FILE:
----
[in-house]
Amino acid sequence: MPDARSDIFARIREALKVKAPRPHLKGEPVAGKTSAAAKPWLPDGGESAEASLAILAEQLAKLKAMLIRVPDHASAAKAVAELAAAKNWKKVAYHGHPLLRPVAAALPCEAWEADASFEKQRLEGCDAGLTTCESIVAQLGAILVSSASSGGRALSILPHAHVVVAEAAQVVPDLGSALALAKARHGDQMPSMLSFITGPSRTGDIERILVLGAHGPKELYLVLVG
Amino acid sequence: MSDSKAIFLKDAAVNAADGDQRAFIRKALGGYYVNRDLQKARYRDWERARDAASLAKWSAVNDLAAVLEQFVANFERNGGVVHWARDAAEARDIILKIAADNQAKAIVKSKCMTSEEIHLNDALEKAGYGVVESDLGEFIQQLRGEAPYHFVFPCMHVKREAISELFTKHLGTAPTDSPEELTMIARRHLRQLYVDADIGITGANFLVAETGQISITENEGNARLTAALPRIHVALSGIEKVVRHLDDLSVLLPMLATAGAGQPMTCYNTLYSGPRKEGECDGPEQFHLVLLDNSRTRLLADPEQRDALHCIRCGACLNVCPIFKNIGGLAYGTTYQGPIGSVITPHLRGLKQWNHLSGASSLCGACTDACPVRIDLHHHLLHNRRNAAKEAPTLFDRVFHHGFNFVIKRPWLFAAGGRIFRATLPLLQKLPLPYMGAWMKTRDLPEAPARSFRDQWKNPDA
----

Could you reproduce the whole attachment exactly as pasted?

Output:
[in-house]
Amino acid sequence: MPDARSDIFARIREALKVKAPRPHLKGEPVAGKTSAAAKPWLPDGGESAEASLAILAEQLAKLKAMLIRVPDHASAAKAVAELAAAKNWKKVAYHGHPLLRPVAAALPCEAWEADASFEKQRLEGCDAGLTTCESIVAQLGAILVSSASSGGRALSILPHAHVVVAEAAQVVPDLGSALALAKARHGDQMPSMLSFITGPSRTGDIERILVLGAHGPKELYLVLVG
Amino acid sequence: MSDSKAIFLKDAAVNAADGDQRAFIRKALGGYYVNRDLQKARYRDWERARDAASLAKWSAVNDLAAVLEQFVANFERNGGVVHWARDAAEARDIILKIAADNQAKAIVKSKCMTSEEIHLNDALEKAGYGVVESDLGEFIQQLRGEAPYHFVFPCMHVKREAISELFTKHLGTAPTDSPEELTMIARRHLRQLYVDADIGITGANFLVAETGQISITENEGNARLTAALPRIHVALSGIEKVVRHLDDLSVLLPMLATAGAGQPMTCYNTLYSGPRKEGECDGPEQFHLVLLDNSRTRLLADPEQRDALHCIRCGACLNVCPIFKNIGGLAYGTTYQGPIGSVITPHLRGLKQWNHLSGASSLCGACTDACPVRIDLHHHLLHNRRNAAKEAPTLFDRVFHHGFNFVIKRPWLFAAGGRIFRATLPLLQKLPLPYMGAWMKTRDLPEAPARSFRDQWKNPDA